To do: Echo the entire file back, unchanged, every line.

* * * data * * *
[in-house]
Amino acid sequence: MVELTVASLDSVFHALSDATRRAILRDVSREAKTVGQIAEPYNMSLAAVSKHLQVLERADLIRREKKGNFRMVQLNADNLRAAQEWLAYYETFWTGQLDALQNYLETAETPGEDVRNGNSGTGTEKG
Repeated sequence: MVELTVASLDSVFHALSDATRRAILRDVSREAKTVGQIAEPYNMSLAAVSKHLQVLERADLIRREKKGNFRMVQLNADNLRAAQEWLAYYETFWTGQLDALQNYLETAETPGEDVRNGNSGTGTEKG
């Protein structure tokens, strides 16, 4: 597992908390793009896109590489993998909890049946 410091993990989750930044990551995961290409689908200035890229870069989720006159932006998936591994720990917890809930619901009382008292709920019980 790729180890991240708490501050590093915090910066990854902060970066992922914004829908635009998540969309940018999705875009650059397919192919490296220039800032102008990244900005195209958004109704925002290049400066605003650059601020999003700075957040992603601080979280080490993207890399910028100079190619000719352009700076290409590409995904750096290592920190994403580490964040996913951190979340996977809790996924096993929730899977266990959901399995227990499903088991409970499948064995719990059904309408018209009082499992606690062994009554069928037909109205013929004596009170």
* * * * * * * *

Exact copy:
[in-house]
Amino acid sequence: MVELTVASLDSVFHALSDATRRAILRDVSREAKTVGQIAEPYNMSLAAVSKHLQVLERADLIRREKKGNFRMVQLNADNLRAAQEWLAYYETFWTGQLDALQNYLETAETPGEDVRNGNSGTGTEKG
Repeated sequence: MVELTVASLDSVFHALSDATRRAILRDVSREAKTVGQIAEPYNMSLAAVSKHLQVLERADLIRREKKGNFRMVQLNADNLRAAQEWLAYYETFWTGQLDALQNYLETAETPGEDVRNGNSGTGTEKG
């Protein structure tokens, strides 16, 4: 597992908390793009896109590489993998909890049946 410091993990989750930044990551995961290409689908200035890229870069989720006159932006998936591994720990917890809930619901009382008292709920019980 790729180890991240708490501050590093915090910066990854902060970066992922914004829908635009998540969309940018999705875009650059397919192919490296220039800032102008990244900005195209958004109704925002290049400066605003650059601020999003700075957040992603601080979280080490993207890399910028100079190619000719352009700076290409590409995904750096290592920190994403580490964040996913951190979340996977809790996924096993929730899977266990959901399995227990499903088991409970499948064995719990059904309408018209009082499992606690062994009554069928037909109205013929004596009170």